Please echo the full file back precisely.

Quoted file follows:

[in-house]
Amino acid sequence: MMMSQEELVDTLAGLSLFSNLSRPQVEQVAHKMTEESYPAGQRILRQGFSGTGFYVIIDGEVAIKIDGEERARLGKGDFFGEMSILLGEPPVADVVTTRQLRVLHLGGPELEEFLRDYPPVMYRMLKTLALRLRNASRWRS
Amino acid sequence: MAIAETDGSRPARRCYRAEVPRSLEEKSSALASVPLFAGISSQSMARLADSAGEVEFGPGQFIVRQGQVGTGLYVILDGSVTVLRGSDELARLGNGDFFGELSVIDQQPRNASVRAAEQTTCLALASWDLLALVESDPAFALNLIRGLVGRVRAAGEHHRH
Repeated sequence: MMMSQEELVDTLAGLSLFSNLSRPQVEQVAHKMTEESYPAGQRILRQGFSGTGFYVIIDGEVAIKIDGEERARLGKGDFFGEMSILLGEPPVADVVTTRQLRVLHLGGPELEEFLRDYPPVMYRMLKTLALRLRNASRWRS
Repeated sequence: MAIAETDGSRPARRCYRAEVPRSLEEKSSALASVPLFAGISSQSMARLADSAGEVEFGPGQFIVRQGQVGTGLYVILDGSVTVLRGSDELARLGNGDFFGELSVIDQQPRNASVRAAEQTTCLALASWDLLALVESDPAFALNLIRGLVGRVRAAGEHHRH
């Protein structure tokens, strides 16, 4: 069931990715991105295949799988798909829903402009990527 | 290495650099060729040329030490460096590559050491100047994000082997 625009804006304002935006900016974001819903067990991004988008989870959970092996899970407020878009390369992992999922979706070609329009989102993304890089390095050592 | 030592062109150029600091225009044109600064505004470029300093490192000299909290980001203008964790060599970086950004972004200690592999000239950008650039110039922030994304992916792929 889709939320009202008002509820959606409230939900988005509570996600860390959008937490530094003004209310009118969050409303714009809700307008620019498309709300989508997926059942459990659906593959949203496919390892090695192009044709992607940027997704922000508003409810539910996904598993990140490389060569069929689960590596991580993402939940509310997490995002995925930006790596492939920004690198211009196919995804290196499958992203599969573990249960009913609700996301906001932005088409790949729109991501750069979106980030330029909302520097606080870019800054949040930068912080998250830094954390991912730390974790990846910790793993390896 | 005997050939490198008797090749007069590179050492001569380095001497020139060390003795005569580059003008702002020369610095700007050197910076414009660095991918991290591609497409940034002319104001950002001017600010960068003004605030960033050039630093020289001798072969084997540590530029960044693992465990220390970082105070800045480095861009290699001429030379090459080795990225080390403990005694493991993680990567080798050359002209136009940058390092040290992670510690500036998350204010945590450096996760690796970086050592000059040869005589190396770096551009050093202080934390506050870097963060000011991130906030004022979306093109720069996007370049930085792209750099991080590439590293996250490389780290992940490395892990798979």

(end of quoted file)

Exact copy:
[in-house]
Amino acid sequence: MMMSQEELVDTLAGLSLFSNLSRPQVEQVAHKMTEESYPAGQRILRQGFSGTGFYVIIDGEVAIKIDGEERARLGKGDFFGEMSILLGEPPVADVVTTRQLRVLHLGGPELEEFLRDYPPVMYRMLKTLALRLRNASRWRS
Amino acid sequence: MAIAETDGSRPARRCYRAEVPRSLEEKSSALASVPLFAGISSQSMARLADSAGEVEFGPGQFIVRQGQVGTGLYVILDGSVTVLRGSDELARLGNGDFFGELSVIDQQPRNASVRAAEQTTCLALASWDLLALVESDPAFALNLIRGLVGRVRAAGEHHRH
Repeated sequence: MMMSQEELVDTLAGLSLFSNLSRPQVEQVAHKMTEESYPAGQRILRQGFSGTGFYVIIDGEVAIKIDGEERARLGKGDFFGEMSILLGEPPVADVVTTRQLRVLHLGGPELEEFLRDYPPVMYRMLKTLALRLRNASRWRS
Repeated sequence: MAIAETDGSRPARRCYRAEVPRSLEEKSSALASVPLFAGISSQSMARLADSAGEVEFGPGQFIVRQGQVGTGLYVILDGSVTVLRGSDELARLGNGDFFGELSVIDQQPRNASVRAAEQTTCLALASWDLLALVESDPAFALNLIRGLVGRVRAAGEHHRH
């Protein structure tokens, strides 16, 4: 069931990715991105295949799988798909829903402009990527 | 290495650099060729040329030490460096590559050491100047994000082997 625009804006304002935006900016974001819903067990991004988008989870959970092996899970407020878009390369992992999922979706070609329009989102993304890089390095050592 | 030592062109150029600091225009044109600064505004470029300093490192000299909290980001203008964790060599970086950004972004200690592999000239950008650039110039922030994304992916792929 889709939320009202008002509820959606409230939900988005509570996600860390959008937490530094003004209310009118969050409303714009809700307008620019498309709300989508997926059942459990659906593959949203496919390892090695192009044709992607940027997704922000508003409810539910996904598993990140490389060569069929689960590596991580993402939940509310997490995002995925930006790596492939920004690198211009196919995804290196499958992203599969573990249960009913609700996301906001932005088409790949729109991501750069979106980030330029909302520097606080870019800054949040930068912080998250830094954390991912730390974790990846910790793993390896 | 005997050939490198008797090749007069590179050492001569380095001497020139060390003795005569580059003008702002020369610095700007050197910076414009660095991918991290591609497409940034002319104001950002001017600010960068003004605030960033050039630093020289001798072969084997540590530029960044693992465990220390970082105070800045480095861009290699001429030379090459080795990225080390403990005694493991993680990567080798050359002209136009940058390092040290992670510690500036998350204010945590450096996760690796970086050592000059040869005589190396770096551009050093202080934390506050870097963060000011991130906030004022979306093109720069996007370049930085792209750099991080590439590293996250490389780290992940490395892990798979």